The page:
How to establish 'big L' loyalty

The first customer loyalty programs, founded by airlines companies, were based around transactions. Customers purchased company products or services, earned points or miles, and eventually redeemed those points or miles for perks and rewards. A customer might get to fly first-class on a flight home, or maybe that customer got really cheap gas. While the scale is different, the basic concept is the same: earn and burn.
However, in order to differentiate themselves, many brands are now striving to create emotional connections with their customers. The point of this type of connection is to drive deeper engagement and create true brand affinity. This kind of loyalty is called Big L Loyalty.
Recently, Loyalty360 sat down with Tamara Oliverio, Senior Director of Loyalty Strategy and CX at Epsilon, to discuss this very issue. Epsilon is a global marketing company with offices around the world. For more than 40 years, they’ve been helping brands improve their marketing, build better customer relationships and find new customers.
What does customer loyalty mean to you?
Customer loyalty is defined as consumers who are loyal to your brand first, followed by your products, services, and loyalty program. It reflects the customers who feel your brand’s authenticity and have developed an emotional connection or relationship with your brand and the value it signifies.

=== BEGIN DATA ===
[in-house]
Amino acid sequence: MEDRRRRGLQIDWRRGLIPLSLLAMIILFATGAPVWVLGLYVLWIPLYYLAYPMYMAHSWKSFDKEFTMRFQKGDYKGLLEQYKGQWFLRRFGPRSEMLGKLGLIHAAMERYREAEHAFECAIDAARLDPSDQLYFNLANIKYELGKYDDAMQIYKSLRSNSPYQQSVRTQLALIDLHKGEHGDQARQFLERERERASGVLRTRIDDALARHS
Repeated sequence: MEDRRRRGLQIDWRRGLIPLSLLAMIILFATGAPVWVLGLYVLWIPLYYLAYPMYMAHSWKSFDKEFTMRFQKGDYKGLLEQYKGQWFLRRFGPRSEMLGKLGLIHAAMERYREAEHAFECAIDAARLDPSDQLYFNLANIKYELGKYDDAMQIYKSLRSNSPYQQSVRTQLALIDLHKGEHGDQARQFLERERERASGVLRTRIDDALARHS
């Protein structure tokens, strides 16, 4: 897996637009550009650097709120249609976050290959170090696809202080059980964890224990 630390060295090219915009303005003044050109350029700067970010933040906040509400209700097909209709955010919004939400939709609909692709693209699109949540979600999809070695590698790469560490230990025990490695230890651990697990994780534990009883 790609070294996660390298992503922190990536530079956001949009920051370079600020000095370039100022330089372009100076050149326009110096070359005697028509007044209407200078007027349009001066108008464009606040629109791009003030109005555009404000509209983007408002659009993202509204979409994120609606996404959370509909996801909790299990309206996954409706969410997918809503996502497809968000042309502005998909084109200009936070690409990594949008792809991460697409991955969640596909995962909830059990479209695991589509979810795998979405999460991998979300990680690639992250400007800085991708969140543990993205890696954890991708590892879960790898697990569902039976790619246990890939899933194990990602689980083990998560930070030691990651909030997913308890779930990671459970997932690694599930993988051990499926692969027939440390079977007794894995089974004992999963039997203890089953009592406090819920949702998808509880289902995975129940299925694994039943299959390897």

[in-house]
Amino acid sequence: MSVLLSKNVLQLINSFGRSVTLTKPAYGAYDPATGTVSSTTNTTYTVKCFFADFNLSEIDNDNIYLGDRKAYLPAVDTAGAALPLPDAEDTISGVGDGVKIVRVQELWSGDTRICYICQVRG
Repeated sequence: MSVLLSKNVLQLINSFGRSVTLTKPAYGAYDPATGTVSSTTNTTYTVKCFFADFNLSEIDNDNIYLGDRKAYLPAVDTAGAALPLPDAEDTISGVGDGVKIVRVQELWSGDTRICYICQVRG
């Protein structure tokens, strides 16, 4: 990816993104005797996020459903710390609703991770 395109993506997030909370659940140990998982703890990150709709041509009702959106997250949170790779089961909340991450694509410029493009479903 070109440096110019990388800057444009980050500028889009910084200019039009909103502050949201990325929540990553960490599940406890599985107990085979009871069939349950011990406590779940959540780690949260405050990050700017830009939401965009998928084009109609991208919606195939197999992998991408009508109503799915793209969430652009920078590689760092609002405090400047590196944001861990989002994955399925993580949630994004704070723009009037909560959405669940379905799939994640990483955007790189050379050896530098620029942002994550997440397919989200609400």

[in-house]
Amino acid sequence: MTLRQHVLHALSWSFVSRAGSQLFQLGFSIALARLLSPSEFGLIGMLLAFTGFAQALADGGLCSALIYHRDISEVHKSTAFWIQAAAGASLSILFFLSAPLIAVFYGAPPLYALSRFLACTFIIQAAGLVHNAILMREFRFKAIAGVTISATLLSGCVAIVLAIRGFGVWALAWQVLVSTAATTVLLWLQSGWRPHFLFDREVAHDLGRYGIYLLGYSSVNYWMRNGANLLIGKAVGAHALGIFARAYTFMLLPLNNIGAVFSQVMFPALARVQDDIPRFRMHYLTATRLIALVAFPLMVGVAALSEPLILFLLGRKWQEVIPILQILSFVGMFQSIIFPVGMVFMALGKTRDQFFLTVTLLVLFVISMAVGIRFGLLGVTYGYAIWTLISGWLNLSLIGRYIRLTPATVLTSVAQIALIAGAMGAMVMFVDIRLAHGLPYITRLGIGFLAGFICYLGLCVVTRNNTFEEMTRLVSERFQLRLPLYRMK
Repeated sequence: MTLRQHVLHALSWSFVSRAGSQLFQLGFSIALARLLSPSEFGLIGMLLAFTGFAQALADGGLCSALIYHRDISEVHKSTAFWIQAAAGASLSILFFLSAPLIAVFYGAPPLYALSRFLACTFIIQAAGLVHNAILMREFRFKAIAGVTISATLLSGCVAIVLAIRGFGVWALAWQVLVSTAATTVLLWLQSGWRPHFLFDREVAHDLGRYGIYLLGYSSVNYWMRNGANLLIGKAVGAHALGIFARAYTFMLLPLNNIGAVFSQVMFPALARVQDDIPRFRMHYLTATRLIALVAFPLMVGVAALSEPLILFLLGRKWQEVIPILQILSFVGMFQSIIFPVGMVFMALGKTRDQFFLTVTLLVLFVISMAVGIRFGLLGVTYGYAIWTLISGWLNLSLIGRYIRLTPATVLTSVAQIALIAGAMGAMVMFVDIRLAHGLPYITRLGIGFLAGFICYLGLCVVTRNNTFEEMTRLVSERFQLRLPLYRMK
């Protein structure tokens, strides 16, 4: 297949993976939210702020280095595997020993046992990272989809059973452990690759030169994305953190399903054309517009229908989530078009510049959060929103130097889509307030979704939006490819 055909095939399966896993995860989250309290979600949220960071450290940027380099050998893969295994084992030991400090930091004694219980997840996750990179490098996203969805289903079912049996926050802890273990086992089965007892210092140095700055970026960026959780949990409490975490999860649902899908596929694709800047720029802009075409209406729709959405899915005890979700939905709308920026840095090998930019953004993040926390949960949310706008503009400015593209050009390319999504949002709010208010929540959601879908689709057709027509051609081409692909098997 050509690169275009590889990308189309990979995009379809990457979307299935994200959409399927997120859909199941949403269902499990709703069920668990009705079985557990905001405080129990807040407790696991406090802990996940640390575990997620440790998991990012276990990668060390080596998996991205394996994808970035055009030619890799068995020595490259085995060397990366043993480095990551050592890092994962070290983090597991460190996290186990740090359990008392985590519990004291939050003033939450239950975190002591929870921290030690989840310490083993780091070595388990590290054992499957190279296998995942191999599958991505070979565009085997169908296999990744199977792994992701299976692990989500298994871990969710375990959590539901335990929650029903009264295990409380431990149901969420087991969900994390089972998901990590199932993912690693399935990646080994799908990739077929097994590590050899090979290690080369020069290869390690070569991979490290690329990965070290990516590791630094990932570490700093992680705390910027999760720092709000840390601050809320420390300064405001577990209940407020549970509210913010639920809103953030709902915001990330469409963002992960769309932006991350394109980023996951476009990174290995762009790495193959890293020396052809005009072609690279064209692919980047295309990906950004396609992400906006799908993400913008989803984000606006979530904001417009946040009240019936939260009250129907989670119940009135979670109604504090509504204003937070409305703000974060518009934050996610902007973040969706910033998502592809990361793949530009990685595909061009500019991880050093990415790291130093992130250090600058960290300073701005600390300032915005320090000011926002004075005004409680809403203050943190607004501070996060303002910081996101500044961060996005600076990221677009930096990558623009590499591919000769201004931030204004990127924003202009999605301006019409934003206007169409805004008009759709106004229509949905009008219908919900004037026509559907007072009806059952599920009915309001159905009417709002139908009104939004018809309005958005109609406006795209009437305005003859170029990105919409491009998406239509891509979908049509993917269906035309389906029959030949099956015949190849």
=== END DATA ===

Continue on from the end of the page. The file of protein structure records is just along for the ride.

In thinking about what customer loyalty means to our organization, it really is about what it means to the brands we partner with to help manage their loyalty marketing initiatives. We work with hundreds of brands to help them achieve their goals and provide them with strategic guidance as to how to incorporate their brand level loyalty initiatives into their loyalty program marketing.
Today, in comparison to two to three years ago, customer loyalty has shifted from a siloed program to a strategic business initiative. Loyalty has become part of the brand and critical to the customer experience brands are delivering.
Do your clients understand Big L Loyalty? What it means, why its powerful, why it’s worth all of the effort to achieve it?
As a first step, it’s important to understand how we define Big L Loyalty. It’s an approach to loyalty that focuses on the human experience, not the loyalty program, to inspire passion, dedication, trust, and emotional connections between brands and consumers. The human experience is what motivates consumers to make repeat purchases and move through the customer lifecycle towards lifetime brand loyalty.
We’re constantly having conversations with clients to help them understand why they should aspire to achieve Big L Loyalty. Then, we help clients define their approach to Big L Loyalty and carry it throughout their program initiatives. Big L Loyalty is achieved when it becomes a mindset within an organization and customers feel it in every brand interaction. 
What trends are you seeing in customer loyalty and marketing?
One of the biggest trends we’re seeing is the shift from transactional to experiential loyalty. For several years, brands have talked about this shift, but today, brands are implementing it. Machine learning is helping bring the emotional, experience-driven loyalty strategy to life.